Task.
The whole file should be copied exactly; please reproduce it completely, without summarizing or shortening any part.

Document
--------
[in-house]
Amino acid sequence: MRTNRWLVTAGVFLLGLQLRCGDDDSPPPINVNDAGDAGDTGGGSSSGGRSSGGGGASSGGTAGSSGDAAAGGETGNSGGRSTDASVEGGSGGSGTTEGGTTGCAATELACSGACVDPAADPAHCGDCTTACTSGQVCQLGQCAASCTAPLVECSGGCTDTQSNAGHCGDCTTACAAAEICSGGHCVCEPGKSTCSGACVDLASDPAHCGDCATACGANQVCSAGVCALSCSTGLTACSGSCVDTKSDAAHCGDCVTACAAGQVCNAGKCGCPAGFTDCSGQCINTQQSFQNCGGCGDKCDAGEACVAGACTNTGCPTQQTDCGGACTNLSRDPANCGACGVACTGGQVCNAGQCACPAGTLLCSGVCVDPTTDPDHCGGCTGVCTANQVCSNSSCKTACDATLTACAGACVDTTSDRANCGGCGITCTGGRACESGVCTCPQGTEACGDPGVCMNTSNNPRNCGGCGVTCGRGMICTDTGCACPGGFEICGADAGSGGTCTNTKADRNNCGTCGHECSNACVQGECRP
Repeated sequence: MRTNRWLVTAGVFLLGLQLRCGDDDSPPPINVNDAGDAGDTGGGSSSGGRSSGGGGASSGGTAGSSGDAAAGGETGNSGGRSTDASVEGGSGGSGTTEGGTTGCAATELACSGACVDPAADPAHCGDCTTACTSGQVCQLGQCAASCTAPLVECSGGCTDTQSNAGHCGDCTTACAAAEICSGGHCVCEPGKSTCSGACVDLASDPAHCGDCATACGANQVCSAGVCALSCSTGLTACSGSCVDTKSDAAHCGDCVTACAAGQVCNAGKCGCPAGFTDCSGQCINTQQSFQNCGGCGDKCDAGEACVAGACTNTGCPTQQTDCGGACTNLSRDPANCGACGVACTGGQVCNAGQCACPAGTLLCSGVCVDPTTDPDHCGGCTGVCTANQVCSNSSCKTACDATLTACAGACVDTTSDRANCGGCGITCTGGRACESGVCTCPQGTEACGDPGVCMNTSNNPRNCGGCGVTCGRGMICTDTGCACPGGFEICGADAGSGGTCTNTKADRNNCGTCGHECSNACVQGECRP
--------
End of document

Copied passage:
[in-house]
Amino acid sequence: MRTNRWLVTAGVFLLGLQLRCGDDDSPPPINVNDAGDAGDTGGGSSSGGRSSGGGGASSGGTAGSSGDAAAGGETGNSGGRSTDASVEGGSGGSGTTEGGTTGCAATELACSGACVDPAADPAHCGDCTTACTSGQVCQLGQCAASCTAPLVECSGGCTDTQSNAGHCGDCTTACAAAEICSGGHCVCEPGKSTCSGACVDLASDPAHCGDCATACGANQVCSAGVCALSCSTGLTACSGSCVDTKSDAAHCGDCVTACAAGQVCNAGKCGCPAGFTDCSGQCINTQQSFQNCGGCGDKCDAGEACVAGACTNTGCPTQQTDCGGACTNLSRDPANCGACGVACTGGQVCNAGQCACPAGTLLCSGVCVDPTTDPDHCGGCTGVCTANQVCSNSSCKTACDATLTACAGACVDTTSDRANCGGCGITCTGGRACESGVCTCPQGTEACGDPGVCMNTSNNPRNCGGCGVTCGRGMICTDTGCACPGGFEICGADAGSGGTCTNTKADRNNCGTCGHECSNACVQGECRP
Repeated sequence: MRTNRWLVTAGVFLLGLQLRCGDDDSPPPINVNDAGDAGDTGGGSSSGGRSSGGGGASSGGTAGSSGDAAAGGETGNSGGRSTDASVEGGSGGSGTTEGGTTGCAATELACSGACVDPAADPAHCGDCTTACTSGQVCQLGQCAASCTAPLVECSGGCTDTQSNAGHCGDCTTACAAAEICSGGHCVCEPGKSTCSGACVDLASDPAHCGDCATACGANQVCSAGVCALSCSTGLTACSGSCVDTKSDAAHCGDCVTACAAGQVCNAGKCGCPAGFTDCSGQCINTQQSFQNCGGCGDKCDAGEACVAGACTNTGCPTQQTDCGGACTNLSRDPANCGACGVACTGGQVCNAGQCACPAGTLLCSGVCVDPTTDPDHCGGCTGVCTANQVCSNSSCKTACDATLTACAGACVDTTSDRANCGGCGITCTGGRACESGVCTCPQGTEACGDPGVCMNTSNNPRNCGGCGVTCGRGMICTDTGCACPGGFEICGADAGSGGTCTNTKADRNNCGTCGHECSNACVQGECRP